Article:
|Instructor Info:||Robert Meagher|
Office Extension x5417
The century in which Greek drama was developed-twenty-five centuries ago-was for Athens a century of war so like our own that General George C. Marshall, as Secretary of State, once said "I doubt seriously whether a man (sic) can think with full wisdom and with deep convictions regarding certain of the basic international issues today who has not at least reviewed in his mind the period of the Peloponnesian War and the Fall of Athens." The same may be said of a less international issue: not how and where best to wage war, but how and where best to recover from it. For the ancient Athenians, the answer lay in the theater. Jonathan Shay, author of Achilles in Vietnam, puts it quite simply when he argues that "Athenian theater was created and performed by combat veterans for an audience of combat veterans; they did this to enable returning soldiers to function together in a 'democratic' polity." The core texts of this class will be the Peloponnesian War of Thucydides and the anti-war dramas of Euripides and Aristophanes.
Attendance and Participation:
Students are expected to come to class on time and to attend all scheduled class meetings. If you have to miss a class due to serious illness, religious observance, or family emergency, you should email the instructor and inform him of your absence prior to the missed class. Keep in mind that when you miss a class, it becomes your responsibility to contact your classmates to find out about the announcements and class discussion that you missed. Three absences from class are allowed for medical and other contingencies. With four absences, for any reason, a student forfeits any right to formal evaluation of his or her work in this course. In certain instances, however, evaluation may be possible, given exceptional circumstances and additional independent work. The initiative for such an exception must be made by the student. A sign-in sheet will be on hand for each class, and it is the student’s responsibility to check off their name on that sheet. This will be the basis for assessing class attendance. Students are expected to complete the reading assignments and assigned film viewings before coming to each class and to be ready to take an active role in the discussion. Class participation is an important part of the course requirements.
Summary of Requirements for Evaluation
• attendance and active engagement in all class meetings
• completion of all assigned readings and films prior to their consideration in class
• timely completion of mid-term essays
• timely submission of prospectus for independent research project
• At our final class meeting, together with their final projects, all Hampshire students wishing evaluation must submit a one-page self-evaluation. This should be submitted to me in hard copy and also filed on the HUB. For return of work, include a self-addressed, stamped (if necessary) envelope. There will be no extensions or incompletes.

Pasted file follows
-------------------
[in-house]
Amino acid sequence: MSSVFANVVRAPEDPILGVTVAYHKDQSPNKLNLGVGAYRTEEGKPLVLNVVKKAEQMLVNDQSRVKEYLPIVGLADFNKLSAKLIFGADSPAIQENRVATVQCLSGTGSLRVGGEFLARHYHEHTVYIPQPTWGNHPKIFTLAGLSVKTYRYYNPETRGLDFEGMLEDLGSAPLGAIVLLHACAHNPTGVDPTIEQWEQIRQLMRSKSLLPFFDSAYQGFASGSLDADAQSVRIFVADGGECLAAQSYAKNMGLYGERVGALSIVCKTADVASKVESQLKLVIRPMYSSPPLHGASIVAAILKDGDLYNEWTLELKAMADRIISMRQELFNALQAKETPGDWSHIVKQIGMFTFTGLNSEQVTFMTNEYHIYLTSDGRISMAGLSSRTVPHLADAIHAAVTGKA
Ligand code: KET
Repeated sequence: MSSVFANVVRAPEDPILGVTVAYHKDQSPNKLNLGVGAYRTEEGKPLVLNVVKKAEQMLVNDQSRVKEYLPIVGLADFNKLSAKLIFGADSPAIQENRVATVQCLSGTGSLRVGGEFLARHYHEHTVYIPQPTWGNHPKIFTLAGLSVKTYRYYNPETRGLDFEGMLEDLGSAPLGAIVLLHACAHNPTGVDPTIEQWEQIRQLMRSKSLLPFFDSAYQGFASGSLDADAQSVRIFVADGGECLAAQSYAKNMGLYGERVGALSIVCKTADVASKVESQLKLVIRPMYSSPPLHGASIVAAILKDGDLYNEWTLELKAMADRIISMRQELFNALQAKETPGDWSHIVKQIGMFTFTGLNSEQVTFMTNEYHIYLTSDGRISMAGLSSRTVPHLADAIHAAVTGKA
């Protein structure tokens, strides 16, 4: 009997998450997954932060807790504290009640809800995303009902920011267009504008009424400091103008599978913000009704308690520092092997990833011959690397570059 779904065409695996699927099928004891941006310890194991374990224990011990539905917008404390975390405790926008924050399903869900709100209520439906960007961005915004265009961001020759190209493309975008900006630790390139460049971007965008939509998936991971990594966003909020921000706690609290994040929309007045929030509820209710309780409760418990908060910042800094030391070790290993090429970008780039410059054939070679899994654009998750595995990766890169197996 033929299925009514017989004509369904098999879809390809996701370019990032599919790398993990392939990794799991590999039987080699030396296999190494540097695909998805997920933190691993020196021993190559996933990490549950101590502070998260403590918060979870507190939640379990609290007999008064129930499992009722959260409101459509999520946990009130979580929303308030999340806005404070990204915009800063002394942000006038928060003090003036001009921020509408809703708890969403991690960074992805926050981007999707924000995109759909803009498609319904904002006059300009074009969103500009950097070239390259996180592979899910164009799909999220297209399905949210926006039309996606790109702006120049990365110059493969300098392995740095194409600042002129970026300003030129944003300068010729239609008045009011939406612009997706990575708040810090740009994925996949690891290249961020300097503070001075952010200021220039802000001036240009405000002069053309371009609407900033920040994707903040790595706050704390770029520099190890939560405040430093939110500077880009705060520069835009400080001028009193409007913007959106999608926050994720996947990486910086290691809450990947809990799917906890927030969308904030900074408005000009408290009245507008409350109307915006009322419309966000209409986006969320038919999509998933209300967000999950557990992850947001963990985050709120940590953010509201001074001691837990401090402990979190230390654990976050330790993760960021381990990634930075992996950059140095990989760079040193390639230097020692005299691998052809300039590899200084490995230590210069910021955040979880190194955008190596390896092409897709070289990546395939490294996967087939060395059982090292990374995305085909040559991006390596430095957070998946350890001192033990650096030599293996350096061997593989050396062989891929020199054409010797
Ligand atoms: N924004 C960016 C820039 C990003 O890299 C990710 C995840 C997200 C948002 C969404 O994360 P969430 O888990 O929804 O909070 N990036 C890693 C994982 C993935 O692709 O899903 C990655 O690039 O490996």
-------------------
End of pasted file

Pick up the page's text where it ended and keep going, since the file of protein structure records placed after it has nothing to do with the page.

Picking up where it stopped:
• Mid-term essays, due in class Thursday March 14. Assigned topics will be available online two weeks in advance.
• Final research essay, approximately 8–10 pages (2,400–3,000 words) in length, due at our last class meeting, Thursday May 2. These essays will be submitted both in hard copy and in electronic form as a pdf email attachment. Similarly, a one-page sketch of your paper topic and a preliminary bibliography is due on Thursday March 28. The focus of your final research project is entirely up to you, provided that it falls clearly within the core concerns of this class.
Texts (available at Amherst Books on the town green)
Robert B. Strassler, Landmark Thucydides, Simon & Schuster, ISBN 0684827905
Bernard Knox, tr., Sophocles, Oedipus the King, Pocket Classics, ISBN 9781416500339
Robert Meagher, The Essential Euripides, Bolchazy-Carducci, ISBN 0865165130
Robert Meagher, Herakles Gone Mad, Olive Branch/Interlink, ISBN 1566566355
Paul Roche, tr., Aristophanes: The Complete Plays, Penguin, ISBN 0451214099
Donald Kagan, The Peloponnesian War, Penguin, ISBN 0142004375
Donald Kagan, "Introduction to Ancient Greek History"
Victor Davis Hanson, A War Like No Other, Random House, ISBN 0812969707
Other readings and resources will be available for download or streaming on the class Moodle site. For purposes of in-class discussions, students should either print out these readings and bring their copies to class or else bring their own substantial notes on the readings.
Plays to read:
c.428 Sophocles Oedipus the King
c.426 Euripides Hekabe
425 Aristophanes Acharnians
424 Aristophanes Knights
c.423 Euripides Herakles
421 Aristophanes Peace
415 Euripides Trojan Women
414 Aristophanes Birds
412 Euripides Helen
411 Aristophanes Lysistrata
404 Euripides Iphigenia at Aulis
Italics indicate available videos
Policy on Cell Phones and Laptop Computers:
As a courtesy to your instructors and classmates, please turn off your cell phone for the duration of the class. If your phone rings, you will have to bring cookies for everyone to share in the next class. Open laptops are not permitted in class.
If any member of this class has a diagnosed disability, please notify the instructor at the beginning of the term so that special assistance or provisions might be arranged for full participation in and completion of this course. Any accommodations for disabilities are dependent on this prior notification and must be negotiated through CASA and the Office for Disabilities Services.
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